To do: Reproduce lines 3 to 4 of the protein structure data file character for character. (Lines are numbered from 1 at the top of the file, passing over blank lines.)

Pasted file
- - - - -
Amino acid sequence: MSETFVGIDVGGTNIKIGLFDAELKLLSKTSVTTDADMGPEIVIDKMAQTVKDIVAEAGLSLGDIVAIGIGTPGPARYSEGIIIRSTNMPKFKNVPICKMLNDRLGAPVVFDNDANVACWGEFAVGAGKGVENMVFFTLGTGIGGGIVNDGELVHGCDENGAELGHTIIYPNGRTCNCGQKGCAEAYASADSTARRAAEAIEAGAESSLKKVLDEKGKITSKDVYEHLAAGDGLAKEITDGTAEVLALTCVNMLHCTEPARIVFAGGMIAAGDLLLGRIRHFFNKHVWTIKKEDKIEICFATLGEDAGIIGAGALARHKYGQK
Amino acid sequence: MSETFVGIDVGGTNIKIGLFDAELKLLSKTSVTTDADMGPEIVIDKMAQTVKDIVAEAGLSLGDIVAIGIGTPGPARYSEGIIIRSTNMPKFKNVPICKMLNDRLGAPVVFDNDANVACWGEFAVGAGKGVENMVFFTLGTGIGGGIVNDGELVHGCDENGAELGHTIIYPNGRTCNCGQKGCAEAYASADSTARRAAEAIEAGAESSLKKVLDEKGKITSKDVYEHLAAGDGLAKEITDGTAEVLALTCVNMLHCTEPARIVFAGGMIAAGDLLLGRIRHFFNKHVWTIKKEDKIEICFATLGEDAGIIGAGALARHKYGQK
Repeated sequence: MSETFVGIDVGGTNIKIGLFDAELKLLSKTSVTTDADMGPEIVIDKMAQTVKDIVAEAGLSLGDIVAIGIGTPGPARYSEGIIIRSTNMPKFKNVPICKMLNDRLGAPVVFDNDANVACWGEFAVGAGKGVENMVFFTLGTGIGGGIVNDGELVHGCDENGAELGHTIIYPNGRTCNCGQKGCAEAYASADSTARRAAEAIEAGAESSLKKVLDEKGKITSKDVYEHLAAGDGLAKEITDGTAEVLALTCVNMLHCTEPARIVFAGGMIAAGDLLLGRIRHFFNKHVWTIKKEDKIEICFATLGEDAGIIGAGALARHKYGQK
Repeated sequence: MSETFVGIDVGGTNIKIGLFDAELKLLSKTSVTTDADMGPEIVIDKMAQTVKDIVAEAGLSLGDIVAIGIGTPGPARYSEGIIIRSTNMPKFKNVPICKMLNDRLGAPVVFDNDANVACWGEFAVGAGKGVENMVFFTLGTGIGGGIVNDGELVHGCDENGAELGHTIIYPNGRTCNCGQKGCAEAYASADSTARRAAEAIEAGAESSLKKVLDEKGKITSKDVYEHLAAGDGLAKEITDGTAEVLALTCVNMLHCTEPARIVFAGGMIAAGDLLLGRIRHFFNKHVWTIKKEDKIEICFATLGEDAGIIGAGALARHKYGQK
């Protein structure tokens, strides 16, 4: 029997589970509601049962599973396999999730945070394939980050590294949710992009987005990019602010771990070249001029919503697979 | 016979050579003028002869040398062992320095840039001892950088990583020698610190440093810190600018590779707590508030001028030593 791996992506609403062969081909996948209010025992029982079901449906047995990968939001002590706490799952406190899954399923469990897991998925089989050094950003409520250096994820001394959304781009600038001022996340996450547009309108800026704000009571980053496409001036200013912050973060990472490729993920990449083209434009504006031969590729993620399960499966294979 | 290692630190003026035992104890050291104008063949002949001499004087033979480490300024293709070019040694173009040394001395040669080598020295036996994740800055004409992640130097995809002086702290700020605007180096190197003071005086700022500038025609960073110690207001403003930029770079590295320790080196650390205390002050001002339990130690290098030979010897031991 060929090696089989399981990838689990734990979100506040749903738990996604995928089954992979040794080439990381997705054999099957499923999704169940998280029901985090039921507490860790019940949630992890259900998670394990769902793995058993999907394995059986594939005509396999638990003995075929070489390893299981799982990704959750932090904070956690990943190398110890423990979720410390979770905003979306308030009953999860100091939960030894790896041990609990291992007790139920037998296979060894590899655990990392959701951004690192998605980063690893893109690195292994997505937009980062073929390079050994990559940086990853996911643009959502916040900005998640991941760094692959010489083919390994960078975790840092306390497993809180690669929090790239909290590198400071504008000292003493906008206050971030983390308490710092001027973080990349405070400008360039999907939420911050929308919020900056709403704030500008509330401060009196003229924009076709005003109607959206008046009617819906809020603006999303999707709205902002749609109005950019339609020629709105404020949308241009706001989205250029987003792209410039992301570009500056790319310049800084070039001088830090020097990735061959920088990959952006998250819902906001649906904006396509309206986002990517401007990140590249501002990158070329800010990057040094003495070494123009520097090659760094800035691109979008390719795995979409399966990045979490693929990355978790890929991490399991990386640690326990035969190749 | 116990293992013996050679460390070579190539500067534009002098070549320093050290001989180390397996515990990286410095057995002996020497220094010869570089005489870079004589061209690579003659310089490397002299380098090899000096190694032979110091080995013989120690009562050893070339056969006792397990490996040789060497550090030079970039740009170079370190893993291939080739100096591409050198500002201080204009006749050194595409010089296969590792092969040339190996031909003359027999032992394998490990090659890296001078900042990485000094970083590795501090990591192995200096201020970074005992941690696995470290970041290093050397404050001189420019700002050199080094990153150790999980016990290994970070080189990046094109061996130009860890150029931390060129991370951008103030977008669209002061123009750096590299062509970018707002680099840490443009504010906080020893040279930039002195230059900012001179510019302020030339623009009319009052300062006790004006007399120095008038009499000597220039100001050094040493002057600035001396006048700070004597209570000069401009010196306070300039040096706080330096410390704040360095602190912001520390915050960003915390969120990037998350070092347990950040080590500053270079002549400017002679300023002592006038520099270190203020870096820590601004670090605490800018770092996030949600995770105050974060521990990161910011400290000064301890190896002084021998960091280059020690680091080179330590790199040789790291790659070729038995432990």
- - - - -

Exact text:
Repeated sequence: MSETFVGIDVGGTNIKIGLFDAELKLLSKTSVTTDADMGPEIVIDKMAQTVKDIVAEAGLSLGDIVAIGIGTPGPARYSEGIIIRSTNMPKFKNVPICKMLNDRLGAPVVFDNDANVACWGEFAVGAGKGVENMVFFTLGTGIGGGIVNDGELVHGCDENGAELGHTIIYPNGRTCNCGQKGCAEAYASADSTARRAAEAIEAGAESSLKKVLDEKGKITSKDVYEHLAAGDGLAKEITDGTAEVLALTCVNMLHCTEPARIVFAGGMIAAGDLLLGRIRHFFNKHVWTIKKEDKIEICFATLGEDAGIIGAGALARHKYGQK
Repeated sequence: MSETFVGIDVGGTNIKIGLFDAELKLLSKTSVTTDADMGPEIVIDKMAQTVKDIVAEAGLSLGDIVAIGIGTPGPARYSEGIIIRSTNMPKFKNVPICKMLNDRLGAPVVFDNDANVACWGEFAVGAGKGVENMVFFTLGTGIGGGIVNDGELVHGCDENGAELGHTIIYPNGRTCNCGQKGCAEAYASADSTARRAAEAIEAGAESSLKKVLDEKGKITSKDVYEHLAAGDGLAKEITDGTAEVLALTCVNMLHCTEPARIVFAGGMIAAGDLLLGRIRHFFNKHVWTIKKEDKIEICFATLGEDAGIIGAGALARHKYGQK